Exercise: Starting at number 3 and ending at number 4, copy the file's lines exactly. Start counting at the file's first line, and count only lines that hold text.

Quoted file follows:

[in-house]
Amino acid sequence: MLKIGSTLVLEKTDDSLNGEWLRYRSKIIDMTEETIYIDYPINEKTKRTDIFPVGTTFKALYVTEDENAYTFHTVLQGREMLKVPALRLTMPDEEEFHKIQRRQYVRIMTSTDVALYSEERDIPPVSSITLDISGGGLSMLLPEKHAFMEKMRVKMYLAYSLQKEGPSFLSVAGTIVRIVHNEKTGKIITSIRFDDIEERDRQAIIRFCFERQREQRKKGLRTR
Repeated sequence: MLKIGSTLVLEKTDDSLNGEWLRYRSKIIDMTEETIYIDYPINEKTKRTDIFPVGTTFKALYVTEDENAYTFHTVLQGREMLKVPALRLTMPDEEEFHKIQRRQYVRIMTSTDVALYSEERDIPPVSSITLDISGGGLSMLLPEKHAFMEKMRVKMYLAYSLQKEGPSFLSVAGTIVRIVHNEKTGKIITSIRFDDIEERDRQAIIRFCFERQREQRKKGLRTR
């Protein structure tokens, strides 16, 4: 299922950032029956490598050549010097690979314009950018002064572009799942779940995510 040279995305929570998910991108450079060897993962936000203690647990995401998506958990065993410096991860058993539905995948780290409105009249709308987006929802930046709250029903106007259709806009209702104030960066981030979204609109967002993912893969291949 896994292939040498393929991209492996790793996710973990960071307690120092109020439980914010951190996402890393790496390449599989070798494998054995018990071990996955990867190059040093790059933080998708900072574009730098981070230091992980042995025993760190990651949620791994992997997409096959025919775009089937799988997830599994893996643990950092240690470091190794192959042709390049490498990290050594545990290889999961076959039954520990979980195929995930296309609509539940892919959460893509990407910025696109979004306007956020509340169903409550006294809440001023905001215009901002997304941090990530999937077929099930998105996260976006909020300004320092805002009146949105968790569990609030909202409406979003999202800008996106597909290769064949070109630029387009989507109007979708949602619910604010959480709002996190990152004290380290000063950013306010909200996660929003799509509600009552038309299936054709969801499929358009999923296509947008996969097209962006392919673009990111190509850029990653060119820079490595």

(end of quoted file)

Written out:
Repeated sequence: MLKIGSTLVLEKTDDSLNGEWLRYRSKIIDMTEETIYIDYPINEKTKRTDIFPVGTTFKALYVTEDENAYTFHTVLQGREMLKVPALRLTMPDEEEFHKIQRRQYVRIMTSTDVALYSEERDIPPVSSITLDISGGGLSMLLPEKHAFMEKMRVKMYLAYSLQKEGPSFLSVAGTIVRIVHNEKTGKIITSIRFDDIEERDRQAIIRFCFERQREQRKKGLRTR
């Protein structure tokens, strides 16, 4: 299922950032029956490598050549010097690979314009950018002064572009799942779940995510 040279995305929570998910991108450079060897993962936000203690647990995401998506958990065993410096991860058993539905995948780290409105009249709308987006929802930046709250029903106007259709806009209702104030960066981030979204609109967002993912893969291949 896994292939040498393929991209492996790793996710973990960071307690120092109020439980914010951190996402890393790496390449599989070798494998054995018990071990996955990867190059040093790059933080998708900072574009730098981070230091992980042995025993760190990651949620791994992997997409096959025919775009089937799988997830599994893996643990950092240690470091190794192959042709390049490498990290050594545990290889999961076959039954520990979980195929995930296309609509539940892919959460893509990407910025696109979004306007956020509340169903409550006294809440001023905001215009901002997304941090990530999937077929099930998105996260976006909020300004320092805002009146949105968790569990609030909202409406979003999202800008996106597909290769064949070109630029387009989507109007979708949602619910604010959480709002996190990152004290380290000063950013306010909200996660929003799509509600009552038309299936054709969801499929358009999923296509947008996969097209962006392919673009990111190509850029990653060119820079490595």